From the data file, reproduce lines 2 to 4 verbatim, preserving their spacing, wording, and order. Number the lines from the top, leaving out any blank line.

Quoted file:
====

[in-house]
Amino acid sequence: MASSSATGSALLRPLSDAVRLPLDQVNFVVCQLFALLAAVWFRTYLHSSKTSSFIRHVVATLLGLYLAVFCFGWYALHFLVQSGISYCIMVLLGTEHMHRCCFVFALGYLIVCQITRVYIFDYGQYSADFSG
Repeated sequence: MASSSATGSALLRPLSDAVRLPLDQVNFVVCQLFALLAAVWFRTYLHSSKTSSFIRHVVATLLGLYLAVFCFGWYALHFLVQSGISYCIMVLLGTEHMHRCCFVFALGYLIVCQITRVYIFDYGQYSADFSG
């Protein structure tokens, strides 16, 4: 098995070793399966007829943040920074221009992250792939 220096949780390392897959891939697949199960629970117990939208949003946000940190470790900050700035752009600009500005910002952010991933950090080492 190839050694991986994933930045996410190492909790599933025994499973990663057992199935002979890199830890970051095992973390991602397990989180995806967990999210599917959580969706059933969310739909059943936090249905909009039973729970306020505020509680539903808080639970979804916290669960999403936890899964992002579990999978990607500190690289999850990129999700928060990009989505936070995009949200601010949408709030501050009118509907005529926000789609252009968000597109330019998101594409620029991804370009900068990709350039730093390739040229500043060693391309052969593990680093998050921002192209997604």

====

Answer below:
Amino acid sequence: MASSSATGSALLRPLSDAVRLPLDQVNFVVCQLFALLAAVWFRTYLHSSKTSSFIRHVVATLLGLYLAVFCFGWYALHFLVQSGISYCIMVLLGTEHMHRCCFVFALGYLIVCQITRVYIFDYGQYSADFSG
Repeated sequence: MASSSATGSALLRPLSDAVRLPLDQVNFVVCQLFALLAAVWFRTYLHSSKTSSFIRHVVATLLGLYLAVFCFGWYALHFLVQSGISYCIMVLLGTEHMHRCCFVFALGYLIVCQITRVYIFDYGQYSADFSG
């Protein structure tokens, strides 16, 4: 098995070793399966007829943040920074221009992250792939 220096949780390392897959891939697949199960629970117990939208949003946000940190470790900050700035752009600009500005910002952010991933950090080492 190839050694991986994933930045996410190492909790599933025994499973990663057992199935002979890199830890970051095992973390991602397990989180995806967990999210599917959580969706059933969310739909059943936090249905909009039973729970306020505020509680539903808080639970979804916290669960999403936890899964992002579990999978990607500190690289999850990129999700928060990009989505936070995009949200601010949408709030501050009118509907005529926000789609252009968000597109330019998101594409620029991804370009900068990709350039730093390739040229500043060693391309052969593990680093998050921002192209997604």